My canine infested world




There are lots of people I want to stab in my diurnal round. Racists and sexists, mainly, but close behind those are people who use the term ‘only a dog’. In a sub-sector of my friendship group, we consider that people deserve stoning for that kind of remark. When H., M.1, M.2, M.3 and I run the world, stoning dog-dismissers will be legal, too, so just keep that in mind.

My oldest dependent got hospitalised on Thursday night, his head wobbling from fever-shakes, unable to recognise the Owl or me, his long pink tongue lolling out of his mouth. Just because Loki is big black dog didn’t mean that I didn’t stay awake all night convinced he was going to die and terrified his organs were closing down, guilty because I had left him alone in a strange place with a drip shoved in one spotted paw and a stripy cat mocking him from the top of the cages.

Dogs are not a child substitute. Dogs are not a sign of an inability to commit to children, or a feeble second best for the infertile. Dogs are dogs, with all the benefits, limitations and compromises that entails (emphasis added for the benefit of the slow-witted). Dogs house-train more quickly than most small children, and they die a lot earlier as well. Most people will outlive a number of dogs, and that takes a certain acceptance and strength. On the other hand, you don’t have to worry about ADHD. They’re like that anyway.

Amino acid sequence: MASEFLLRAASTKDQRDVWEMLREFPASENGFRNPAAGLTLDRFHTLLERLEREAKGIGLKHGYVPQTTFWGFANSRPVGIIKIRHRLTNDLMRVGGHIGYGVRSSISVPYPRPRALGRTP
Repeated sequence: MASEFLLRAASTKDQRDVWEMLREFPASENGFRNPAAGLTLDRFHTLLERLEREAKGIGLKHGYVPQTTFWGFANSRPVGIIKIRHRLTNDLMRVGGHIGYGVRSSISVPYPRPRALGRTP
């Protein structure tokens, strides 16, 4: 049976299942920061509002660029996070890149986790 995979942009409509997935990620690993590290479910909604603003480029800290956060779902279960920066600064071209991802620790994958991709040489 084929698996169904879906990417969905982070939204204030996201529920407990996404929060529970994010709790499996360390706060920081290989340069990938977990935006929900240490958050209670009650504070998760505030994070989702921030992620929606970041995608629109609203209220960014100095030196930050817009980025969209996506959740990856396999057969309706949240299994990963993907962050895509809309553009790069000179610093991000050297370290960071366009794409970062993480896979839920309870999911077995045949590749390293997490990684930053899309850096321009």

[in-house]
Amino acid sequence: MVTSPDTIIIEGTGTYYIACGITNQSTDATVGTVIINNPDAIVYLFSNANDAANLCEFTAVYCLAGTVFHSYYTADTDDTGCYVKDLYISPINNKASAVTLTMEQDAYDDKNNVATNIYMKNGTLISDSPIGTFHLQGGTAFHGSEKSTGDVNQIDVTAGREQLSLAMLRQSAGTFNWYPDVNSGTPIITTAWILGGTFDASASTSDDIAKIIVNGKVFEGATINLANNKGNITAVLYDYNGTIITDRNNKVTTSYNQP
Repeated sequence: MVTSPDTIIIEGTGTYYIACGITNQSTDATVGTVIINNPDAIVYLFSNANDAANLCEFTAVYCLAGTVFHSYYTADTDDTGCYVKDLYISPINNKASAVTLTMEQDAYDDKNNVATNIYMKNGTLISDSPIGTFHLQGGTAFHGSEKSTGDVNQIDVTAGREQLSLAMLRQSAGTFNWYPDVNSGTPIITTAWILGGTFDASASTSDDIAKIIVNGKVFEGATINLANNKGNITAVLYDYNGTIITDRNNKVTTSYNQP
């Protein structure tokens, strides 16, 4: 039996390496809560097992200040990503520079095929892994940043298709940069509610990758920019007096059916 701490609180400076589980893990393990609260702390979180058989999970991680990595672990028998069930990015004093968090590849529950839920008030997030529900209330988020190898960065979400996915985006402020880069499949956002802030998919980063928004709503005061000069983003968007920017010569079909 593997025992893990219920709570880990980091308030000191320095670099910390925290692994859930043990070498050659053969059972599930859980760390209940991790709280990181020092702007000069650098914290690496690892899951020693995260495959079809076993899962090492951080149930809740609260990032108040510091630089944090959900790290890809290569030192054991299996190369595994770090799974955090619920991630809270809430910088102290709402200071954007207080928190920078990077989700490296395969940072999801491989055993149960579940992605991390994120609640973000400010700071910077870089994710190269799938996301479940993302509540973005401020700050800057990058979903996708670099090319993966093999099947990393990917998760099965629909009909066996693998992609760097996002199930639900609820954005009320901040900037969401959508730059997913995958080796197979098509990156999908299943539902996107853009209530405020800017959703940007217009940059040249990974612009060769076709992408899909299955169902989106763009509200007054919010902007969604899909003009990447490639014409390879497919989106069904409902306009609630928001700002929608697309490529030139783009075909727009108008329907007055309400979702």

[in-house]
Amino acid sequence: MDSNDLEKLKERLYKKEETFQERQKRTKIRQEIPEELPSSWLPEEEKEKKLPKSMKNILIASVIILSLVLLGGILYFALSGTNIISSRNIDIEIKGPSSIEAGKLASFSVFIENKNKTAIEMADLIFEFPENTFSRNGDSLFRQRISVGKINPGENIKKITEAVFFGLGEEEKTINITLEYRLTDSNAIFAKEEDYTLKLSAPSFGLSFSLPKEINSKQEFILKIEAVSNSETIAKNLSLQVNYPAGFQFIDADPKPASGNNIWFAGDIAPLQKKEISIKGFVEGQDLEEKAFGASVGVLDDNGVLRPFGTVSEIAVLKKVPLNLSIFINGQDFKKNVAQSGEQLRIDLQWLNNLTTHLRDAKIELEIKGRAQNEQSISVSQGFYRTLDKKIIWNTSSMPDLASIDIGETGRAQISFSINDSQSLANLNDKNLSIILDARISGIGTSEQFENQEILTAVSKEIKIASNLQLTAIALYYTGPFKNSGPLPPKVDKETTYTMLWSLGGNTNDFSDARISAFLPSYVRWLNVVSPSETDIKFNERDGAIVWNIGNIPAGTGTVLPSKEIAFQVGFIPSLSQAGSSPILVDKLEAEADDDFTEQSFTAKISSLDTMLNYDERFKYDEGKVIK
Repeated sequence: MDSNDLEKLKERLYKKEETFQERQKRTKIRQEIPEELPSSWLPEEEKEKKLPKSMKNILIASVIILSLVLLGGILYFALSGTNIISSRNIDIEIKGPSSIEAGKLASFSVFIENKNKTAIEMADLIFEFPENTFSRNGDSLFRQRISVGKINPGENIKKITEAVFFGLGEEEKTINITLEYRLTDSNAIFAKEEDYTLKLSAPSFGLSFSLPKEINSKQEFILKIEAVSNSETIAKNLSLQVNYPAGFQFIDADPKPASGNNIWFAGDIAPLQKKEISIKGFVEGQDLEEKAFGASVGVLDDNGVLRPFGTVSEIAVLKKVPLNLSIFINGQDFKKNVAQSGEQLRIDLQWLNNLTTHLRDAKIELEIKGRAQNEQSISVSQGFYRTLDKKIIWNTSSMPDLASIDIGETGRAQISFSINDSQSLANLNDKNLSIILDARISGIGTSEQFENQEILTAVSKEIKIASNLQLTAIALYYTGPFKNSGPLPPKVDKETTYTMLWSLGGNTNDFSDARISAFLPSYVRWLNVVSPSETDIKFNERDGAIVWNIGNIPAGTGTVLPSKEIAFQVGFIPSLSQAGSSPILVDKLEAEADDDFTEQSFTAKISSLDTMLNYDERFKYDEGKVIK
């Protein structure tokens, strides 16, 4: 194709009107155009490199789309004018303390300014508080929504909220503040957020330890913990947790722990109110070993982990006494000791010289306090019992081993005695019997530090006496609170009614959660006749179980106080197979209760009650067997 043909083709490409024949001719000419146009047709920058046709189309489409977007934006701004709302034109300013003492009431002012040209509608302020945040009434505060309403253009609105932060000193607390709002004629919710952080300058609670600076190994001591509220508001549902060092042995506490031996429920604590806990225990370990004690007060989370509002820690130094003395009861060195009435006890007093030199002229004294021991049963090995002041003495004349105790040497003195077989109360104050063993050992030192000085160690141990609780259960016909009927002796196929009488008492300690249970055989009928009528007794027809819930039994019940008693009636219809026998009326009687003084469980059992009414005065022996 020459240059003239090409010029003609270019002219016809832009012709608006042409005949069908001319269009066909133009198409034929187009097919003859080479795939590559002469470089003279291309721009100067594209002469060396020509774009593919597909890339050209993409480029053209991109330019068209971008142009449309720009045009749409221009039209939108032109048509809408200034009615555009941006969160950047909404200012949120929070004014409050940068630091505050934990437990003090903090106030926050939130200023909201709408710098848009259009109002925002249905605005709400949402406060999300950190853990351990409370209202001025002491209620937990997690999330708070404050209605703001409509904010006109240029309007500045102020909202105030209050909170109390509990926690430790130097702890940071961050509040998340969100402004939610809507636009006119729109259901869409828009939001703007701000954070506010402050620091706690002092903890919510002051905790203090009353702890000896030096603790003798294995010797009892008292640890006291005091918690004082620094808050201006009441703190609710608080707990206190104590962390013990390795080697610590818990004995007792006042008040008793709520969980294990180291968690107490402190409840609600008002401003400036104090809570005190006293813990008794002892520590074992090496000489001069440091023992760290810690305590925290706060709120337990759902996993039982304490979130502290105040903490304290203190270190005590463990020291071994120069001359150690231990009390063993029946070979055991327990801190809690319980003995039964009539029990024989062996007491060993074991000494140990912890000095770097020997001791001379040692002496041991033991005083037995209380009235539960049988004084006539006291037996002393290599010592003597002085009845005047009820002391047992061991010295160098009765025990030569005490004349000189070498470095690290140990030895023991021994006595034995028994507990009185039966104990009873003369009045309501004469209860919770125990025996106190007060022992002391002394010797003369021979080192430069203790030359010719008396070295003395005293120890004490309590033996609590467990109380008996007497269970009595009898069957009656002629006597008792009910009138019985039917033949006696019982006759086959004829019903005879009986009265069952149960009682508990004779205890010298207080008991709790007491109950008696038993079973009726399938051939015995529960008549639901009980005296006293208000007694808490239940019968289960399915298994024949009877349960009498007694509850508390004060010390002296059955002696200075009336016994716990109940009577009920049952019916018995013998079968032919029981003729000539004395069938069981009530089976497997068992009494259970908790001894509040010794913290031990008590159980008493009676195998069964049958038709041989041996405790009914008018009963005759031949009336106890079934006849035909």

We have dogs because they are loving, amiable, endlessly entertaining and uncritical. They will not look after us in our old age. They will probably use up your emergency credit card in the time it takes me to type ‘fever of unknown origin’. They will knock over the neighbourhood children and attempt to consume other dogs on the beach, because someone growled inappropriately. They will chew up your passport, leave teeth-marks in your mobile, unplug your internet connection with their tails when you haven’t saved your essay  and spill coffee on library books. Neuter them, and insure them. This will make your life slightly less expensive, messy and painful, but not by much of a margin.

Loki is fine. He is snoozing on the couch (where he is not supposed to be), after a ride in the car (where he shed a lot of fur). Get a dog  if you want your life to be less clean, tidy and ordered.

Or get a dog because you can’t have children. But really, they’re not the same thing at all.